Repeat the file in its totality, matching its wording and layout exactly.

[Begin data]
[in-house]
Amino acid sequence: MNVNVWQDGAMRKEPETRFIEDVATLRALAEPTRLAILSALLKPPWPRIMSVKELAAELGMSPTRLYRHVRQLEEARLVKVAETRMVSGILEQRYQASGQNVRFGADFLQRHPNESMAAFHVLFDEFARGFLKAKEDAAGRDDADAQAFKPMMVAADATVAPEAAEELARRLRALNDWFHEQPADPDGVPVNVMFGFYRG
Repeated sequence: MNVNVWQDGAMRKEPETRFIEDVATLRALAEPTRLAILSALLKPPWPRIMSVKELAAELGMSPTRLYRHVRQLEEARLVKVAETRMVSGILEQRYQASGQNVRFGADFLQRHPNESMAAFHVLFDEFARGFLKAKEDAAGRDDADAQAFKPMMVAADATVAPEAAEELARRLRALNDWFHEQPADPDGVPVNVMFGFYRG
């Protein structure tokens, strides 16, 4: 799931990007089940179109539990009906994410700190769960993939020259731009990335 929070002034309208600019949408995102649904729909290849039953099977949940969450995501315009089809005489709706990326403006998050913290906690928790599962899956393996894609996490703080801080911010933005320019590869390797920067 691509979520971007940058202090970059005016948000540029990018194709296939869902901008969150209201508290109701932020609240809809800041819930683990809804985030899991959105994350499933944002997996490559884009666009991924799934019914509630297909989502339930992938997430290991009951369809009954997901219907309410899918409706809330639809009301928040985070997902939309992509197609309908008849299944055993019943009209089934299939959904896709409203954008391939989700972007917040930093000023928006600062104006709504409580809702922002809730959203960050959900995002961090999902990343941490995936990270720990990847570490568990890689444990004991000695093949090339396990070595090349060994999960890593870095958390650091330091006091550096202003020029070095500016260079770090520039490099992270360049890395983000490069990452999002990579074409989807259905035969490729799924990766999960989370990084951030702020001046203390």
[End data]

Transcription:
[in-house]
Amino acid sequence: MNVNVWQDGAMRKEPETRFIEDVATLRALAEPTRLAILSALLKPPWPRIMSVKELAAELGMSPTRLYRHVRQLEEARLVKVAETRMVSGILEQRYQASGQNVRFGADFLQRHPNESMAAFHVLFDEFARGFLKAKEDAAGRDDADAQAFKPMMVAADATVAPEAAEELARRLRALNDWFHEQPADPDGVPVNVMFGFYRG
Repeated sequence: MNVNVWQDGAMRKEPETRFIEDVATLRALAEPTRLAILSALLKPPWPRIMSVKELAAELGMSPTRLYRHVRQLEEARLVKVAETRMVSGILEQRYQASGQNVRFGADFLQRHPNESMAAFHVLFDEFARGFLKAKEDAAGRDDADAQAFKPMMVAADATVAPEAAEELARRLRALNDWFHEQPADPDGVPVNVMFGFYRG
């Protein structure tokens, strides 16, 4: 799931990007089940179109539990009906994410700190769960993939020259731009990335 929070002034309208600019949408995102649904729909290849039953099977949940969450995501315009089809005489709706990326403006998050913290906690928790599962899956393996894609996490703080801080911010933005320019590869390797920067 691509979520971007940058202090970059005016948000540029990018194709296939869902901008969150209201508290109701932020609240809809800041819930683990809804985030899991959105994350499933944002997996490559884009666009991924799934019914509630297909989502339930992938997430290991009951369809009954997901219907309410899918409706809330639809009301928040985070997902939309992509197609309908008849299944055993019943009209089934299939959904896709409203954008391939989700972007917040930093000023928006600062104006709504409580809702922002809730959203960050959900995002961090999902990343941490995936990270720990990847570490568990890689444990004991000695093949090339396990070595090349060994999960890593870095958390650091330091006091550096202003020029070095500016260079770090520039490099992270360049890395983000490069990452999002990579074409989807259905035969490729799924990766999960989370990084951030702020001046203390």